Combination: The "Catch" preceded by a tuck turn

This move is a smilemaker!

The first part of this combination is the same tuck turn already discussed previously. The lady's part remains the same. However, the gent's part differs in that instead of remaining in the middle of the slot, he will travel to the lady's end of the slot (left to right in the video) and on the very last step he is going to "catch" the lady in closed position.

So, on the 4, 5 & 6 counts (step, tri-ple step), the gent travels towards the lady to "catch" her as she completes the turn. The hook-up or "catch" is completed on 6. The footwork:

6-Count west coast swing foot rhythm (6 counts, 8 steps)
with descriptions in red specifically for the 2-Hand Tuck Turn
ending in the "Catch"



Men Do
(start left)

Walk (right)
("forward, out of slot")
("both turn the lady and raise her arm and step forward
on the last left")
("go - and - catch")

Women Do
(start right)

Touch Step
(right touching, right step)
Tri-ple-step (left-right-left)

The lady's touch step
on count 3

The gent travels and
"catches" (reconnects with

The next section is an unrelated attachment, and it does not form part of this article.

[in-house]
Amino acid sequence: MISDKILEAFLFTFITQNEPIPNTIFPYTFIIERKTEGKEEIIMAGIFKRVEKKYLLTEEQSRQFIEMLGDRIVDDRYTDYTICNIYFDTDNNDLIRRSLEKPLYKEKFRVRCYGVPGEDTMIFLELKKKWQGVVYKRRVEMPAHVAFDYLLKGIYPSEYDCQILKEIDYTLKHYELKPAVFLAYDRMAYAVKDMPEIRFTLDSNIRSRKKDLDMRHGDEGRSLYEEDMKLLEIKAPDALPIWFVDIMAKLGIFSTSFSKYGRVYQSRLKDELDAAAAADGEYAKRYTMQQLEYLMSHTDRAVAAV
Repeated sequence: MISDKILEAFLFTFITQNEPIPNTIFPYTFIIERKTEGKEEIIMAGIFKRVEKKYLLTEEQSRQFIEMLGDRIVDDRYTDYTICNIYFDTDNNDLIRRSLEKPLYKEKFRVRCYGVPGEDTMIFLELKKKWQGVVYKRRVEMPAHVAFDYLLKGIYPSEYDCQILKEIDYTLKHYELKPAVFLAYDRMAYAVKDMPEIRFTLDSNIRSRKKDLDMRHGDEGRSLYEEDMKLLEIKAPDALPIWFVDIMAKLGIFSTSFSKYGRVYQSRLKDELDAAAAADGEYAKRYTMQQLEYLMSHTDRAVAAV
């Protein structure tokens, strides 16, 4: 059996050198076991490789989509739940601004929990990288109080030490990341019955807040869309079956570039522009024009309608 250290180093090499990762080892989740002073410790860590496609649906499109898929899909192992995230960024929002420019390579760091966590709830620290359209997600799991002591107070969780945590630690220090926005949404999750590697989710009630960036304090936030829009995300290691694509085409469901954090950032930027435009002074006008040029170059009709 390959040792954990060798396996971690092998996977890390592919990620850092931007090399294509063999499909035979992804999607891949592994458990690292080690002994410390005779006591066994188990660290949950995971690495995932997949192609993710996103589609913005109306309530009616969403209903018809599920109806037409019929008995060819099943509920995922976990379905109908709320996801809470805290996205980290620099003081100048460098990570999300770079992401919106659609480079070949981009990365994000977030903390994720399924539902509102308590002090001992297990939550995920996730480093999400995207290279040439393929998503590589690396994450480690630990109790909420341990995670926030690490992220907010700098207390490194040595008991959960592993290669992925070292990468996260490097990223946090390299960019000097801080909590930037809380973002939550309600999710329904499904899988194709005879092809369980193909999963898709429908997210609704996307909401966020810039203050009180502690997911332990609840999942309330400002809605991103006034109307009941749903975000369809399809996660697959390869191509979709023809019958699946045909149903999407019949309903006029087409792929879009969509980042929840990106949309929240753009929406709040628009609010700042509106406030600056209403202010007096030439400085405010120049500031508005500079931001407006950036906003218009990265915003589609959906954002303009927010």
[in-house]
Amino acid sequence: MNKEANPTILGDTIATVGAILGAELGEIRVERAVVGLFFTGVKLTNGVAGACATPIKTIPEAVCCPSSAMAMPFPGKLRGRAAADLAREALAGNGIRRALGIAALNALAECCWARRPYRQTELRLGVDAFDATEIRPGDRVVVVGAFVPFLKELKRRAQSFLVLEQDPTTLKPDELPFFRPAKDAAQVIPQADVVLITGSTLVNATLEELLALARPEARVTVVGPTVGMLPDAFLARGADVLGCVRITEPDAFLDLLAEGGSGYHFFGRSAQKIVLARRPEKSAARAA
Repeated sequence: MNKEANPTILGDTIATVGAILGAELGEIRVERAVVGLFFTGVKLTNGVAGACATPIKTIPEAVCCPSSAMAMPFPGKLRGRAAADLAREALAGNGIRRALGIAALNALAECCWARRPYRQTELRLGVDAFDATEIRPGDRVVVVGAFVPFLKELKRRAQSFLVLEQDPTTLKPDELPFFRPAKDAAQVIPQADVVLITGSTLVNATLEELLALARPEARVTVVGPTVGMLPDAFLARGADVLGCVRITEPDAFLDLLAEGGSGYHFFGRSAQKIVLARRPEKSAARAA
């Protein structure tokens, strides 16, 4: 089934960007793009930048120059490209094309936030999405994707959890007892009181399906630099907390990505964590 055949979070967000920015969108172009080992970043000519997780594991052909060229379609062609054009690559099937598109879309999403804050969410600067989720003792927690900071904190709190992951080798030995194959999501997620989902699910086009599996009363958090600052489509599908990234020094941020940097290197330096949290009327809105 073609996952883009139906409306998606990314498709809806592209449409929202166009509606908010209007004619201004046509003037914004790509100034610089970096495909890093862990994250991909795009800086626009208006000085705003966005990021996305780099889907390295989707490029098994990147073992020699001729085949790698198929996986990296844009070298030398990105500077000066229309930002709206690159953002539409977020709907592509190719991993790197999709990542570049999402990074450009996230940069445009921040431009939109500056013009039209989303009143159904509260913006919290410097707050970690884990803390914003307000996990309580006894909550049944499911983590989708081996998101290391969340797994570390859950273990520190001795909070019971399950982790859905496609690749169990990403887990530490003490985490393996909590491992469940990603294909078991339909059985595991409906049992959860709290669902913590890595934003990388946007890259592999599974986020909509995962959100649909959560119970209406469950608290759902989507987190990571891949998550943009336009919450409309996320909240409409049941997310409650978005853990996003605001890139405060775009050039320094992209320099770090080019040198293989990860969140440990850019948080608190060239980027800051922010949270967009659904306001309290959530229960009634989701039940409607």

his right hand) on count 6

Now, the couple are in closed position -- the gent has the right hand on the lady's back and holds her right hand with his other. From closed position, the couple end the combination with the starter step (see section 1f.)

As well as with the tuck turn, the "catch to closed position" (we've renamed it already) may be done with the "Go Back Turn" (see section 1d.), and less eye-catchingly with the underarm turn (see section 1c.). Be sure to try to imagine and experiment.

A digression:We have already mentioned that because the human body can only do so many movements, the same figures appear in many dances. For example, the crux of the "Catch" may be seen in the Jitterbug section 4b which you may view by clicking here. The same movement is found in cha cha, lindy, polka, and presumably any other couple dance where the woman turns. The same is true of most of the other moves in this west coast site -- tuck turn, underarm turn, free turn -- forms of these are all common to many dances. Oftentimes, the moves have different footwork and or different names.

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